American Commission of Inquiry into Black & Tan terror, 1920

DURING the winter of 1920 and spring of 1921, at the height of the Tan War, an American Commission of Inquiry on Conditions in Ireland focused worldwide attention on the campaign of terror being waged by the British forces against the Irish people.

Launched in August 1920 by Dr W. J. Maloney and Frank Walsh, with the support of the Government of the Irish Republic, the American Commission of Inquiry sought to investigate means of checking the excesses of British troops and police in Ireland.

Of the original committee (which comprised 150 individuals, including prominent clergymen, a number of senators, congressmen, newspaper editors, labour and industrial representatives) a list of members was selected to act as the court of the commission: The court, which consisted of five members, had power to request the attendance of witnesses representing English and Irish opinion and was to take evidence at public sessions in Washington.

The committee secured promises from the British authorities, who declined an invitation to attend, that passports would be issued to persons travelling from Ireland to testify and that reprisals would not be taken against them.

The testimony given during the winter of 1920, under skilled examination, constitutes an appalling record of terrorism by British troops and police while at the same time giving an extraordinary account of what can be endured by a risen people in defence of their national integrity.


The court held its first session on 19 November. One of the first witnesses requested to attend was Fr Michael Griffin of Gurteen, County Galway, but the following day they received word that he had been murdered by the Black & Tans.

Three weeks later, in early December, Daniel Crowley, a former member of the Royal Irish Constabulary who had resigned the previous June, gave evidence to the commission explaining the reasons for his action. His testimony also reflected considerable tension between the RIC and the Tans.

The situation which he described as existing at Clogheen, County Tipperary, was typical of Ireland at the time.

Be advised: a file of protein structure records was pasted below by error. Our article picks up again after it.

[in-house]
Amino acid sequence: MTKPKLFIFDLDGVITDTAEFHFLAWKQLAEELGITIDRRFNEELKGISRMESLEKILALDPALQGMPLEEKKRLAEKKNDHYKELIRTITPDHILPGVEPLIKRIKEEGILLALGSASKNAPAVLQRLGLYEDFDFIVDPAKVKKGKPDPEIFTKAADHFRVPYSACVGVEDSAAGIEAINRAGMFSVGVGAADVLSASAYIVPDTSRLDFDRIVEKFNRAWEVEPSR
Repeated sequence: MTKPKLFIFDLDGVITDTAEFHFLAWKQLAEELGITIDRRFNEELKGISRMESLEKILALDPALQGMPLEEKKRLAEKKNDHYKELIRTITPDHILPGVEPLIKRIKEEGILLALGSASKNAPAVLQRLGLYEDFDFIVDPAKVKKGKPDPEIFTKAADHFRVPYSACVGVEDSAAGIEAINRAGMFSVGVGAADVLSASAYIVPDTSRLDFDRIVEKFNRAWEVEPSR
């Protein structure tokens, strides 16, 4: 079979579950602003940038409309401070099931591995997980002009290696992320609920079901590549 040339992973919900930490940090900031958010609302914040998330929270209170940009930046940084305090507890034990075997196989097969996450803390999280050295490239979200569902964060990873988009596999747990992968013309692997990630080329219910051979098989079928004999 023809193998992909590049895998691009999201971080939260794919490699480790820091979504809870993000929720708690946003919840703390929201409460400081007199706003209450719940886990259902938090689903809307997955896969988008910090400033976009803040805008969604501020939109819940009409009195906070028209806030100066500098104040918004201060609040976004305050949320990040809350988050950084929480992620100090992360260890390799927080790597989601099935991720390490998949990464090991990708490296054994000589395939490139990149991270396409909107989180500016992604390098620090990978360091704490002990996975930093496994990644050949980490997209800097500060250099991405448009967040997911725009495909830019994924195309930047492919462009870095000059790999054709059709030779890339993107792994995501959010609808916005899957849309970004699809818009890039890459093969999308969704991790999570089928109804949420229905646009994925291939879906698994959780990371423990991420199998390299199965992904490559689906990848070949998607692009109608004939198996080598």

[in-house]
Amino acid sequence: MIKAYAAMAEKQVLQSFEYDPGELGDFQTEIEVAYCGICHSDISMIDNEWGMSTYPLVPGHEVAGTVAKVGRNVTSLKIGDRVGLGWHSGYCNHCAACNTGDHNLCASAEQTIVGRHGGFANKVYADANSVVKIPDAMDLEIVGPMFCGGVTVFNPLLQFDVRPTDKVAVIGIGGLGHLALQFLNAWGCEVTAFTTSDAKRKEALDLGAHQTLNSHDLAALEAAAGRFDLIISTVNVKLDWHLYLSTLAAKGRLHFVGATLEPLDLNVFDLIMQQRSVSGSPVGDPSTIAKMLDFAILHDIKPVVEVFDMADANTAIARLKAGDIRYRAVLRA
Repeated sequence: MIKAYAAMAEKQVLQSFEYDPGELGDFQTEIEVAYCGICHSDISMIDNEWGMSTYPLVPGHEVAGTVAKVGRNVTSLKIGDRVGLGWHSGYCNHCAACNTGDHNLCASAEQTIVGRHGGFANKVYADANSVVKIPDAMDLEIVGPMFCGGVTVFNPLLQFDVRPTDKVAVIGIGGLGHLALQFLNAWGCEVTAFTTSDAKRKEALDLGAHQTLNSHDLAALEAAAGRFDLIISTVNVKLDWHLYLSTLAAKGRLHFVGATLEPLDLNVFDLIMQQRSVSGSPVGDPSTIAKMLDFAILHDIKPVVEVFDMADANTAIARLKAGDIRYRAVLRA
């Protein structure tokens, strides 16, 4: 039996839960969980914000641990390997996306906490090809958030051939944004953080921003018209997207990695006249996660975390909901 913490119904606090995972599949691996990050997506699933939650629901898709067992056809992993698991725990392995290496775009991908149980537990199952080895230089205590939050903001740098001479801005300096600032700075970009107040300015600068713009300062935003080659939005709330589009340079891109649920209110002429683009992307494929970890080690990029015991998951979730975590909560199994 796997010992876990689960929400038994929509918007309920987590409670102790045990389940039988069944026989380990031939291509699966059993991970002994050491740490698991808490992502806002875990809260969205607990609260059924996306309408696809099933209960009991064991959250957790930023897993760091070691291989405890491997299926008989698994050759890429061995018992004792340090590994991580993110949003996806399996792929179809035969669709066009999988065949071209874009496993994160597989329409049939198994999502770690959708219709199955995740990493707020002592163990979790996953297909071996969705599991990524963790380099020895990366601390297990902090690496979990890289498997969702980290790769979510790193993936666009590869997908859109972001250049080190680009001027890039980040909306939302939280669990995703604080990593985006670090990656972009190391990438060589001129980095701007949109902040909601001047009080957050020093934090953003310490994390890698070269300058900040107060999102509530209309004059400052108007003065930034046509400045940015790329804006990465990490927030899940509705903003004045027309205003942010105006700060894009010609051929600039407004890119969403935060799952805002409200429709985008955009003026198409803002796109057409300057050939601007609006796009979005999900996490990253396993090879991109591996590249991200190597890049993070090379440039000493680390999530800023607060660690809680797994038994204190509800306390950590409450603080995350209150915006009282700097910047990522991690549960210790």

He described how, at the time of the murder of the Mayor of Cork Tomás Mac Curtain, the previous March, the police had received an order which required them to accompany the military in patrolling the country night and day. “They were,” he continued, “to go on an armoured car with a machine-gun . . . and every man who took a prominent part in the Sinn Féin movement they were to stand up in front of his own house and turn the machine-gun on it. In the armoured car there were put 120 cans of petrol and also 120 Mills bombs, and the reason for this was that they were for burning houses.”

Black & Tans


He went on to describe how, on the night of 21 May, a number of RIC constables, accompanied by heavily-armed Tans, arrived at the home of Maurice Walsh, the Chairperson of Clogheen District Council. One of the Tans said that he was going to shoot them. “We reminded him that he was not in the army now,” recalled Crowley, “and he said that when he left the training depot he was told that he could not be subjected to any discipline whatever if he shot any Sinn Féiners.” The dispute ended with the Tans firing on the police.

During the following months, the commission heard numerous accounts of the horrific atrocities being committed in Ireland by the RIC, Tans, Auxiliaries and British military.

The committee’s interim report, published early in 1921, which was a huge embarrassment to the British authorities, highlighted the appalling conditions in Ireland and brought further pressure on the English government to bring about an end to their reign of terror in Ireland.

Details of some of the atrocities being committed in Ireland by the crown forces were vividly described at one of the public sessions of the American Commission of Inquiry on conditions in Ireland on 12 December 1920, 95 years ago.